detected by the sensitive galvanometer G. in this arrangement, the conductor (coil) i

stationary whilst the filed (magnet) moves as in alternators i.e a.c generators.

Fig 1.1 (b) shows a filed arrangement that is stationary while the conduct a-b is free to move about

the vertical axis. An emf, detectable by galvanometer G, will be induced in the conductor as

it cuts through the flux through the flux. This principle is employed in the construction of

d.c. generator,.

F ig 1.1(c) when a coil (Ni) is made to carry an alternative current (ii) it produces an alternative flux

(g). if a second coil (N2) is now placed in a region whereby the alternative flux produced by

the first coil links with the second coil, an emf ( usually of the some frequency) will be

induced in the second coil. This is the principle of the transformer and the induction motors

2. Principle of interaction

An electric current flowing in a direction making an angle (preferably a right-angle) with a

magnetic filed produced by another current ( or a magnet) experience a force fe, the relative

direction being shown in Fig 1.2.

Fig: 1.2 Principle of interaction.

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1. Basic Principles of Electric Machines Week 1
The force, fe, arises from the interaction of the flux (created by the current l‟ flowing in the

conductor with the flux produced by a second current or magnet. Since lines of flux do not

cross, the two fluxes will realign. Resulting in a stronger fie ld one side. The conductor and

weaker filed on t6he other side. The conductor then tends to move from the region of

stronger field to the region of weaker filed. Employed in electric motors.

3. Principle of alignment

A pieces of ferromagnetic materials in a magnetic field experience of force urging it towards

a region where the field is stronger, or tending to align it so as to shorten the magnetic flux

path as shown in fig: 1.3

Fig: 1.3a Moving coil meter Fig: 1.3b The force „fe‟ on shaped high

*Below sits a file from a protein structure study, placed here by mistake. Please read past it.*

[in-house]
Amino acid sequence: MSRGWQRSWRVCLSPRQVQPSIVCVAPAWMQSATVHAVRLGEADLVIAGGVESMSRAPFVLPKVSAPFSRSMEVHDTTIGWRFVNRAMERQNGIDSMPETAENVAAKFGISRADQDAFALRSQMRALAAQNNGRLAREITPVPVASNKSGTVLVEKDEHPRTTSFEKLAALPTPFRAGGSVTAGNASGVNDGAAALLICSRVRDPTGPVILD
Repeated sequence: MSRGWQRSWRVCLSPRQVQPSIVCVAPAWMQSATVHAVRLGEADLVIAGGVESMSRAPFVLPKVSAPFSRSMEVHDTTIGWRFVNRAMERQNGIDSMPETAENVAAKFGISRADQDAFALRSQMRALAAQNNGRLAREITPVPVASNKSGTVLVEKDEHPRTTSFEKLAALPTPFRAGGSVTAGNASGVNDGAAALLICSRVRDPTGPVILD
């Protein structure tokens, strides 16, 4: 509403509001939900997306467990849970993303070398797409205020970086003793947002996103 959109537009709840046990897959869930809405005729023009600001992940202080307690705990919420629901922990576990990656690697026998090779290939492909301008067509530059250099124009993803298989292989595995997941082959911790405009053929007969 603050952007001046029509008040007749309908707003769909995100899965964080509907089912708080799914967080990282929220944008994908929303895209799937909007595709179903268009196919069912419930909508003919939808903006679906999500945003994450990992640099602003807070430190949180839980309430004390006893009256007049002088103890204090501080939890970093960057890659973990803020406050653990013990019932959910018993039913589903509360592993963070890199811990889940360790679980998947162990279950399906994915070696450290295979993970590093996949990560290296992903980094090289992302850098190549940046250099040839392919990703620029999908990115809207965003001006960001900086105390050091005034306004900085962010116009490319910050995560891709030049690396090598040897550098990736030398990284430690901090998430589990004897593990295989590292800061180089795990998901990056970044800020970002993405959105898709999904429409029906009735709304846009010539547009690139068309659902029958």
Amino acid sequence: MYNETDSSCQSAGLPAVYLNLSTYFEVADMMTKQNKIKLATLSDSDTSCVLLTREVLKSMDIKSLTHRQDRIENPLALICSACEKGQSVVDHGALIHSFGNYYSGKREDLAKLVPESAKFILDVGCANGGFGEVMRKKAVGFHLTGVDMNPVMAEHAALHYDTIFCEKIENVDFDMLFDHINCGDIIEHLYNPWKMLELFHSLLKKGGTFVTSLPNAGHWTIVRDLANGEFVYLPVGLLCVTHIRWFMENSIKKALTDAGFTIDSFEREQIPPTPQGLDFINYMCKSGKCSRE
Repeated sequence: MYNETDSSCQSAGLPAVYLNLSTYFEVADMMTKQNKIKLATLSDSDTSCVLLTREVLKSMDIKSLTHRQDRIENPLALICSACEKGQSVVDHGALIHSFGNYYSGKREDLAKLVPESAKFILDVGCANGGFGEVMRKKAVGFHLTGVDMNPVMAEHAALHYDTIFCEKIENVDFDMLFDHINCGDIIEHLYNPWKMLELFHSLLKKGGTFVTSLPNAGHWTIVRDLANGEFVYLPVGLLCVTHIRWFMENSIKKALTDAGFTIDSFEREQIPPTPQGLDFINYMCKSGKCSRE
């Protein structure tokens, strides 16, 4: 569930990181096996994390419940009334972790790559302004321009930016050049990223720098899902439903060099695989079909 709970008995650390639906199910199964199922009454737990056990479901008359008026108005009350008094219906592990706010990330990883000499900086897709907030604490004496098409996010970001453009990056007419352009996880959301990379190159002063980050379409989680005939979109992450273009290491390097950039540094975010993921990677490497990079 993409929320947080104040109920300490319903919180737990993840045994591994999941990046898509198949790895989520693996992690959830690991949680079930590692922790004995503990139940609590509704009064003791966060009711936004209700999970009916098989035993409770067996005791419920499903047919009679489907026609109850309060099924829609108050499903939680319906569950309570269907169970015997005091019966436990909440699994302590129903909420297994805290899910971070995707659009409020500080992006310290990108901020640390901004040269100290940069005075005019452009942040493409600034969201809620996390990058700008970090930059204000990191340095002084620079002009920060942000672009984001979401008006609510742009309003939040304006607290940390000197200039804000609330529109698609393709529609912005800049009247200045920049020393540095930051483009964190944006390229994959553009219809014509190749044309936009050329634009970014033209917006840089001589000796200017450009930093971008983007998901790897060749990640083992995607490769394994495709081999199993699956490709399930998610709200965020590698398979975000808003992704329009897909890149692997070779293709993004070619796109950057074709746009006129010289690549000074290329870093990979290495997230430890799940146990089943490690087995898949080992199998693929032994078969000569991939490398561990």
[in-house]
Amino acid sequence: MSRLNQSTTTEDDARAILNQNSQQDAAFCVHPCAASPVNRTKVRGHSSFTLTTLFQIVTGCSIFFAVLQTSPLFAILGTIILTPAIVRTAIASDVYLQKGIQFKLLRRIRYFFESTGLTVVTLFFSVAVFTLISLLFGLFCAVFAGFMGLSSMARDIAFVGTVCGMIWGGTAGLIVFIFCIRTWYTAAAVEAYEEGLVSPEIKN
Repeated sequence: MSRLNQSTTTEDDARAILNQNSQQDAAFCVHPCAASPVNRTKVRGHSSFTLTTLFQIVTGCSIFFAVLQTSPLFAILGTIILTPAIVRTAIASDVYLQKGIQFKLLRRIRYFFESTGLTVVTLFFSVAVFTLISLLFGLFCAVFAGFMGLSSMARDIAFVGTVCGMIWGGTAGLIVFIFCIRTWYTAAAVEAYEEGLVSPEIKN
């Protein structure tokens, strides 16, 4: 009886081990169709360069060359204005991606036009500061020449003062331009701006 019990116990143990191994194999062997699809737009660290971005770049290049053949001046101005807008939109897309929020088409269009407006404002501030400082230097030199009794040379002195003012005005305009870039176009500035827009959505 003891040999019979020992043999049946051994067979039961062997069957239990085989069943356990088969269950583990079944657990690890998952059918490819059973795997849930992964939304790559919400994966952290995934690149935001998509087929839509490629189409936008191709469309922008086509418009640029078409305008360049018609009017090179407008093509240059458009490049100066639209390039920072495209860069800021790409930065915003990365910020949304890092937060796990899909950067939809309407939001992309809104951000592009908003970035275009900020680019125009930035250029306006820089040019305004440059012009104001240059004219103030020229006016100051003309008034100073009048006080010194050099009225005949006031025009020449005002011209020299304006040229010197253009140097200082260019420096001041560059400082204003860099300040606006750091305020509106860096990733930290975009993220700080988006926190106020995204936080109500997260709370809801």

permeability pieces in a field

Fig: 1.3c Polar attraction & repulsion on separately magnetized bodies

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1. Basic Principles of Electric Machines Week 1

(a) Lifting magnet (f) Actuator

(b) Relay (g) Electromagnetic pump

( c) Telephone (h) Loudspeaker

(d) Moving-iron indicator (i) Moving –coil indicator

(e) Reluctance motor (k) Industrial rotating machine

1.3 Alignment devices

(a) The lifting magnet: Attract ferromagnetic loads such as beams, plates, and scrap-

iron.

(b) The relay: the coil current causes the armature to be attracted towards the cover

against a spring load: Millions of such relays do useful work in automatic telephone

exchanges, traffic light installation and simple control systems,.

(c) The telephone receivers: has a ferromagnetic diaphragm attracted by a permanent

magnet, the field is caused to fluctuated by the speech currents in the coil, so varying

the deflection of the claptrap and producing sound waves in the air.

(d) The moving- iron indicator, uses the force between the fixed and moving irons to

deflect a pointed against a spring.

(e) The Reluctance motor- the forces urge a displaced rotor in alignment with the

magnetized stator.

(f) The actuator-the current-carrying coil “suck” a displaced ferromagnetic plunger into

a position of symmetry: this is a useful and forceful device.

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1. Basic Principles of Electric Machines Week 1

1.4 Interaction devices

(g) Electromagnetic pump: current passed through a conducting liquid in an enclosed

channel forces the liquid to move by interaction with a magnetic cross field; liquid

sodium-potassium or lithium can be pumped in thy way for the extraction of heat

from a nuclear reactor.

(h) Loudspeaker: alternating current in the coil flow in the radial magnet filed of the port

magnet,. And the consequent movement of the attached diaphragm sets up sound

waves. This is the same essential arrangement as a “generator‟ of mechanical

vibrations

(i) Moving –coil indicator-current (normally direct) in the coil of the indirect develops a

force in the radial permanent- magnet filed to move pointed against a control spring.

(k) Industrial rotating machines: Current caused to flow in conductors the surface of a

rotor, mounted within a magnetic stator develop interaction forces tending to turn the

rotor.

1.5 Induced voltage devices

Recalling that a conductor moving or cutting magnetic lines of flux or that the flux

moves relative to the conductor will proan induced voltage, the following devices

employ the induced voltage arrangement.

(i) The transformer- an alternating current flowing in the primary coil (winding) set up

an alternating flux that links with the secondary coil inducing a voltage in the latter.

(m) The generatopr-usually constructed like (k) but with the rotor mechanical energy (via

the prime –mover) will have emf induced in the stator coils. ( the stator is slotted to

house conductors)